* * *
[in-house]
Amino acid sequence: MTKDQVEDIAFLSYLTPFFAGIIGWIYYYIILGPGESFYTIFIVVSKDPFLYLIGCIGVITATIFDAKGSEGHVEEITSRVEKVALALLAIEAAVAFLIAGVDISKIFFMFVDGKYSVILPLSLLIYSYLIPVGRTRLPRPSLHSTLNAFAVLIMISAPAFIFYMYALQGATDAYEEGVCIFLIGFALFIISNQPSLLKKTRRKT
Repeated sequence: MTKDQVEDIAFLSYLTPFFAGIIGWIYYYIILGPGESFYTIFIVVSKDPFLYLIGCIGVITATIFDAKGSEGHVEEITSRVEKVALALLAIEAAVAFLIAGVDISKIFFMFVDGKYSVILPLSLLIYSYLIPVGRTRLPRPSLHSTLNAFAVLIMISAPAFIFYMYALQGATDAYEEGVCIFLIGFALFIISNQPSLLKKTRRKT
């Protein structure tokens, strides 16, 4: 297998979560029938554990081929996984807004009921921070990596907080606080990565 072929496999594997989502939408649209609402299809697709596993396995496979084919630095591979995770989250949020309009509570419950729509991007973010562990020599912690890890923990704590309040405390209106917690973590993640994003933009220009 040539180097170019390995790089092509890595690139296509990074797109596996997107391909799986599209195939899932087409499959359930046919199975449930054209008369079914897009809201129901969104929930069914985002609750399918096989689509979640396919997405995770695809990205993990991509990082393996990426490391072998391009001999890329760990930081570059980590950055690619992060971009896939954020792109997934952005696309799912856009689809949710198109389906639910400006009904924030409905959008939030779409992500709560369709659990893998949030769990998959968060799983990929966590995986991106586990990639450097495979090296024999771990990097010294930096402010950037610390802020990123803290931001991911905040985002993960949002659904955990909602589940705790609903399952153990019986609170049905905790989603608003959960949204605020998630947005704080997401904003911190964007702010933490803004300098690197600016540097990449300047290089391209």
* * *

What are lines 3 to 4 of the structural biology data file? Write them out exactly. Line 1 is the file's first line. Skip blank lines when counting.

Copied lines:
Repeated sequence: MTKDQVEDIAFLSYLTPFFAGIIGWIYYYIILGPGESFYTIFIVVSKDPFLYLIGCIGVITATIFDAKGSEGHVEEITSRVEKVALALLAIEAAVAFLIAGVDISKIFFMFVDGKYSVILPLSLLIYSYLIPVGRTRLPRPSLHSTLNAFAVLIMISAPAFIFYMYALQGATDAYEEGVCIFLIGFALFIISNQPSLLKKTRRKT
């Protein structure tokens, strides 16, 4: 297998979560029938554990081929996984807004009921921070990596907080606080990565 072929496999594997989502939408649209609402299809697709596993396995496979084919630095591979995770989250949020309009509570419950729509991007973010562990020599912690890890923990704590309040405390209106917690973590993640994003933009220009 040539180097170019390995790089092509890595690139296509990074797109596996997107391909799986599209195939899932087409499959359930046919199975449930054209008369079914897009809201129901969104929930069914985002609750399918096989689509979640396919997405995770695809990205993990991509990082393996990426490391072998391009001999890329760990930081570059980590950055690619992060971009896939954020792109997934952005696309799912856009689809949710198109389906639910400006009904924030409905959008939030779409992500709560369709659990893998949030769990998959968060799983990929966590995986991106586990990639450097495979090296024999771990990097010294930096402010950037610390802020990123803290931001991911905040985002993960949002659904955990909602589940705790609903399952153990019986609170049905905790989603608003959960949204605020998630947005704080997401904003911190964007702010933490803004300098690197600016540097990449300047290089391209």